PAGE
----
Friday, May 07, 2010

More sketches of Spain: P.J. Brooke on Spanish crime fiction, Part II


P.J. Brooke is the husband-and-wife team of Philip J. O’Brien and Jane Brooke. A Darker Night, their second novel featuring Sub-Inspector Max Romero, is due from Soho/Constable this summer. Part II of their survey of Spanish crime fiction for Detectives Beyond Borders takes in well-known names, prize winners, regional writers and foreign authors who set their work in Spain. (Read Part I here.)
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Problems of identity play an important role. The fiercely independent regions of Catalunya, the Basque country and Galicia have produced crime novels first written in local languages: Itxaro Borda’s in the Basque language and Carlos G. Reigosa’s in Galician. Women novelists have, for the first time, also come to the fore. Borda’s investigator is (good heavens) lesbian.

Since the 1990s, Arturo Pérez-Reverte has dominated the Spanish mystery scene. The Dumas Club is a Gothic tale about rare books that strays into Dan Brown territory but does it far better. It was filmed by Roman Polanski as The Ninth Gate with Johnny Depp. The Flanders Panel, The Fencing Master, The Seville Communion and The Queen of the South are all strong, meticulously researched, historically based tales, a little ornate at times, but never boring.

Liberty vs. social responsibility
Lorenzo Silva, one of Spain’s most successful crime writers, has produced two very modern Guardia Civil officers in the Basque Ruben Bevilacqua and his assistant, the Mallorcan Virginia Chamorra, both of whom grapple with conflicts between individual liberty and social responsibility in a democratic Spain and reflect changing perceptions of cops. Unfortunately his novels are not translated into English.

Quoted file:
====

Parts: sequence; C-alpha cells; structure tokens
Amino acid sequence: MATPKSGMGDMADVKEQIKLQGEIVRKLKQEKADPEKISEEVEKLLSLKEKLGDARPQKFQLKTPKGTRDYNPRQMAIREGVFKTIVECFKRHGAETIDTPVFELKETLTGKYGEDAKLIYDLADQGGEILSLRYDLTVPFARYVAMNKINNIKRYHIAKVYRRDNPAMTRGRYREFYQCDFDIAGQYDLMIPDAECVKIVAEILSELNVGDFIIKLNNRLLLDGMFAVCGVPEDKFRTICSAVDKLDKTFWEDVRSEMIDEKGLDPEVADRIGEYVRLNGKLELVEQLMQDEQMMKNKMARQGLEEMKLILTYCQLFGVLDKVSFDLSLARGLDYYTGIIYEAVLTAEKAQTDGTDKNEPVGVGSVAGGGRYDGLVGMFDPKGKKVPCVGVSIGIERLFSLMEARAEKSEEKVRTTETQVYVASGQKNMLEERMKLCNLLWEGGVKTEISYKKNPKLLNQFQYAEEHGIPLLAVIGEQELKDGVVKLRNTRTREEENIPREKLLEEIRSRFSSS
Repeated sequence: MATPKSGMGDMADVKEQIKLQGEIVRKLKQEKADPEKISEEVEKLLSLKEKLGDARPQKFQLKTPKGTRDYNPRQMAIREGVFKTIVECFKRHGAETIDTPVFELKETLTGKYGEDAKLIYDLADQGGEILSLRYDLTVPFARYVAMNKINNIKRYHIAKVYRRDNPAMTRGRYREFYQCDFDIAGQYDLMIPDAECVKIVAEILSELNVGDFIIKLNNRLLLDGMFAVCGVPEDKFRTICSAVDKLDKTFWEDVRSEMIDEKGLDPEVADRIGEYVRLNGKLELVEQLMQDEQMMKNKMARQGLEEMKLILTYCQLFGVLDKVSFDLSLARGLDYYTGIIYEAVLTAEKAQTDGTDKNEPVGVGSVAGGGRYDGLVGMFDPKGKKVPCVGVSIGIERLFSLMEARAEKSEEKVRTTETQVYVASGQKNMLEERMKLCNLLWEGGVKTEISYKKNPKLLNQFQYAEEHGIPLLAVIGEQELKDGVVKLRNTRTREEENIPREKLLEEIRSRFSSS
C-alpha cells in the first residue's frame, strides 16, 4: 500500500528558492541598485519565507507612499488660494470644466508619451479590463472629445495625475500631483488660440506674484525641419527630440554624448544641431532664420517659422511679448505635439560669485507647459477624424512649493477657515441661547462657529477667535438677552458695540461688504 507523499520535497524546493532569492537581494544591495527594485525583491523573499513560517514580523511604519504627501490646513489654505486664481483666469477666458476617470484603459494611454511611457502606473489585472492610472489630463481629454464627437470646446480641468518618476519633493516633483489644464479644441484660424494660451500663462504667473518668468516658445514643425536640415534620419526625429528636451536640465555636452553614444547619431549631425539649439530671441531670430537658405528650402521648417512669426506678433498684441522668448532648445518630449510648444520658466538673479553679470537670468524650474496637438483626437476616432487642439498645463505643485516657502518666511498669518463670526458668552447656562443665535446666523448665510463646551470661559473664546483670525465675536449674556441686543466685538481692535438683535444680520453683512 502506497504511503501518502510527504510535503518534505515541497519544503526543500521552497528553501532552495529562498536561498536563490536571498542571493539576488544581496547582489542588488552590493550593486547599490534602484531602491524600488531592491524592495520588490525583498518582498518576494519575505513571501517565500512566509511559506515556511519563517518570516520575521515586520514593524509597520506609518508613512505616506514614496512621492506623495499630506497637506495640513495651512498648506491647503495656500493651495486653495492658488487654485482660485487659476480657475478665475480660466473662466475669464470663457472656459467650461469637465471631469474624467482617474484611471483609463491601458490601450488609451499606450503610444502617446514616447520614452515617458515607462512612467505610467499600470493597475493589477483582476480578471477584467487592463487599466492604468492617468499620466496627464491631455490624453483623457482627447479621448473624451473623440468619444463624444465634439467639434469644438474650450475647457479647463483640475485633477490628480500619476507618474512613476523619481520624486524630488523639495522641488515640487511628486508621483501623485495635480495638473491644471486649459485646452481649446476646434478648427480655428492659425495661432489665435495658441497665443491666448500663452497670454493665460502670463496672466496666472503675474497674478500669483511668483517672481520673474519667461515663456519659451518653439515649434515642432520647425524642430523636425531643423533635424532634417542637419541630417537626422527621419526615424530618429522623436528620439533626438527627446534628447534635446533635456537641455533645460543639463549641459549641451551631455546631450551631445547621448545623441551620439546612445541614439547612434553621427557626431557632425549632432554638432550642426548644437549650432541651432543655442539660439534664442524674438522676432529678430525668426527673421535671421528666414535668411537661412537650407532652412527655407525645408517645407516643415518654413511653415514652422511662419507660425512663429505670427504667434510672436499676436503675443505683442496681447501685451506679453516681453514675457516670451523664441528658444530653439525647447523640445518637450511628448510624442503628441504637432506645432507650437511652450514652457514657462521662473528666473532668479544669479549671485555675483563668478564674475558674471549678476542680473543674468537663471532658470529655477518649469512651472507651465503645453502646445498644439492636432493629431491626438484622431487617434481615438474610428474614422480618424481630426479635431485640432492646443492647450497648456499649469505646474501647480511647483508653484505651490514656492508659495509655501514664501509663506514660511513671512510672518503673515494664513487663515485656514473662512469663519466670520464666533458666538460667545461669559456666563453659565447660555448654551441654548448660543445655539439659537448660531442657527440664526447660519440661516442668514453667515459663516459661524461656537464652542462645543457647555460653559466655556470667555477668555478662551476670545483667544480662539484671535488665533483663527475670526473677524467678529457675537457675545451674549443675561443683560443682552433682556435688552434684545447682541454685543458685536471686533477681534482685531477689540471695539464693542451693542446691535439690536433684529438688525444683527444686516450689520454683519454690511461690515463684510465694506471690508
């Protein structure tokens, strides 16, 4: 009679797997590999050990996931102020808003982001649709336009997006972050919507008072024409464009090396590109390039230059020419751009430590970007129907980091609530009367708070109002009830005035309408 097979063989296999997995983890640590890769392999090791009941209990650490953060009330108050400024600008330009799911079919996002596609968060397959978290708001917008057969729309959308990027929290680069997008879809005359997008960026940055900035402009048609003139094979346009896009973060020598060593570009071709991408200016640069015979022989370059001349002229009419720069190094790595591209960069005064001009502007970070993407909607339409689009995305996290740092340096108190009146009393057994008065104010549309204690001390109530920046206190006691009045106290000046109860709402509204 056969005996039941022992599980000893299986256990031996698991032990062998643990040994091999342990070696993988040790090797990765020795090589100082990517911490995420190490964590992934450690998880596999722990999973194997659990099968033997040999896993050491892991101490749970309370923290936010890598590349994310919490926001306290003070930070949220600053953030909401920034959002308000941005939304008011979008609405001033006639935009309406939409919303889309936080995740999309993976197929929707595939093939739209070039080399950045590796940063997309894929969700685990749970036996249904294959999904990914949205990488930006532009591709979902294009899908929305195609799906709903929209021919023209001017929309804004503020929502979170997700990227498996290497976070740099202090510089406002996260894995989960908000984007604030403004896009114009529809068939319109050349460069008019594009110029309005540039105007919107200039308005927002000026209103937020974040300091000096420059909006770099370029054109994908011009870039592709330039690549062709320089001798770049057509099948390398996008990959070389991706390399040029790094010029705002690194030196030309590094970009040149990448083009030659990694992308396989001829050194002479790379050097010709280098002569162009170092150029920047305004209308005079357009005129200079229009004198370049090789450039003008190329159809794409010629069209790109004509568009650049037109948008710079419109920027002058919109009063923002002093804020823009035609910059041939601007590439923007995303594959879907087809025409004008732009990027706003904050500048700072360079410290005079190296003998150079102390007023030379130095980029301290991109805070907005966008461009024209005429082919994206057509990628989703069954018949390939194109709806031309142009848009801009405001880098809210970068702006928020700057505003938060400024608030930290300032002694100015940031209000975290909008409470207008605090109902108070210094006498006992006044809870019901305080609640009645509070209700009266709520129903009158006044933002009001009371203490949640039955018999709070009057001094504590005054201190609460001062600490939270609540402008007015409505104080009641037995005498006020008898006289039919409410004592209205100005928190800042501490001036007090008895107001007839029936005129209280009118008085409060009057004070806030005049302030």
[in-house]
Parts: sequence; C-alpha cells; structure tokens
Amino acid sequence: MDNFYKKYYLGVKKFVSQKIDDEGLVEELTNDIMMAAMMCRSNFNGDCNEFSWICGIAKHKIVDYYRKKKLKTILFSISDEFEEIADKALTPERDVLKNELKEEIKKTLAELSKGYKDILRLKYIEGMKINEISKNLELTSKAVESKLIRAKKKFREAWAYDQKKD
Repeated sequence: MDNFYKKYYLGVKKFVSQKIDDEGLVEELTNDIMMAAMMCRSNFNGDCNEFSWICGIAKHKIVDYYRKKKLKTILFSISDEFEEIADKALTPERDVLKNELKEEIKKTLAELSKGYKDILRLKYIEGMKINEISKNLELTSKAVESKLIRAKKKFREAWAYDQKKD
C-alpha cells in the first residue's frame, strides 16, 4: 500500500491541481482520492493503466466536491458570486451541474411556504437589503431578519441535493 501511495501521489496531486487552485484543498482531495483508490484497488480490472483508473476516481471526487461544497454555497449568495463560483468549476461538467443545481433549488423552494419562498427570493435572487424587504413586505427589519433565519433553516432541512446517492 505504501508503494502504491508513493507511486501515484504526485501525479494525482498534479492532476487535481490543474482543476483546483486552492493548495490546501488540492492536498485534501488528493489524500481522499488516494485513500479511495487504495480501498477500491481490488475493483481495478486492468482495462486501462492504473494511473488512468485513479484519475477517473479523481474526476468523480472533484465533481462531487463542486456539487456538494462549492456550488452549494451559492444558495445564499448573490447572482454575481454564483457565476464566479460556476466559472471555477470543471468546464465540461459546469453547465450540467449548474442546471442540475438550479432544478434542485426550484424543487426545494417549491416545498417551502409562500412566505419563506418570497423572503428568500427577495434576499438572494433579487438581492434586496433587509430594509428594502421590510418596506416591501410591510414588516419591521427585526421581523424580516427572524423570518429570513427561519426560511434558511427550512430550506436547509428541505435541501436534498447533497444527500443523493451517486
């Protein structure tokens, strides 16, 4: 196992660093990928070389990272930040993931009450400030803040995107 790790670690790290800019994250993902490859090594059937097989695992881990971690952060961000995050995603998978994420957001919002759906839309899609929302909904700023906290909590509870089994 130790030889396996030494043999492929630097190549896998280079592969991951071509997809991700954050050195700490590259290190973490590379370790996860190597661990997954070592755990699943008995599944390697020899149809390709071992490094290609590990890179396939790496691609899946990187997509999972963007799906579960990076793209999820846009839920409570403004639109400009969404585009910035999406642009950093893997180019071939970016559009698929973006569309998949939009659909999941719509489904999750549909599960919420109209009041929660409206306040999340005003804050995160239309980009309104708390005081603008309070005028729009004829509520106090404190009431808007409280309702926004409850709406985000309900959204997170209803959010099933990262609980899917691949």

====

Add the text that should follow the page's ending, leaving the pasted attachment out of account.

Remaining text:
Juan José Millás parodies the detective form to explore the relations between appearance and reality. And Eugenio FuentesDepths of the Forest, Blood of the Angels and At Close Quarters revert to the more traditional psychological investigation.

Carlos Ruiz Zafón’s novels deserve special mention. The Shadow of the Wind, set in Barcelona in 1945, explores the psychological pressures of fascism. and censorship. A thriller, the book isn’t perfect, but in translation, extremely popular.

At the more literary end of the scale, José Carlos Somoza won the 2002 Crime Writers Association Gold Dagger for The Athenian Murders, a re-creation of a deeply strange but utterly believable ancient Athens. Javier Marías won the Dublin IMPAC award for A Heart so White. It’s a thriller, but slow and subtle, unravelling how a young translator is drawn into a mystery in his own family.

Foreign crime writers in Spain
After years of foreign tourists, Spain is now coming into its own for foreign crime writers. American Rebecca Pawel’s series is set immediately after the Civil War. Her Lieutenant Carlos Alonzo y León comes from one of the families that did well out of the war. Robert Wilson ’s Inspector Falcón explores modern Seville, while our own Inspector Max Romero uncovers both the beauty and the dark side of a cosmopolitan Granada. Others are sure to follow.

Spanish crime novelists grapple mostly with Spain as it is, its problems of social mobility, migration and dislocation, endemic corruption at local, regional and national levels, the economic boom and now the bust, new immigrants crossing the narrow straits that separate Spain from Africa and flying in from Latin America, the drugs and people-trafficking. Spain inclines more to the American hard-boiled social criticism tradition than to the English whodunit and is the better for that.
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2 Comments:

Blogger Jose Ignacio Escribano said...

Peter here you have the link to Eugenio Fuentes in wikipedia: http://en.wikipedia.org/wiki/Eugenio_Fuentes
Interesting article with a nice reference to foreign crime writers.

May 08, 2010  
Blogger Peter Rozovsky said...

Thanks again for the compliment, and thanks for the link. I have added it to the article.

May 08, 2010  

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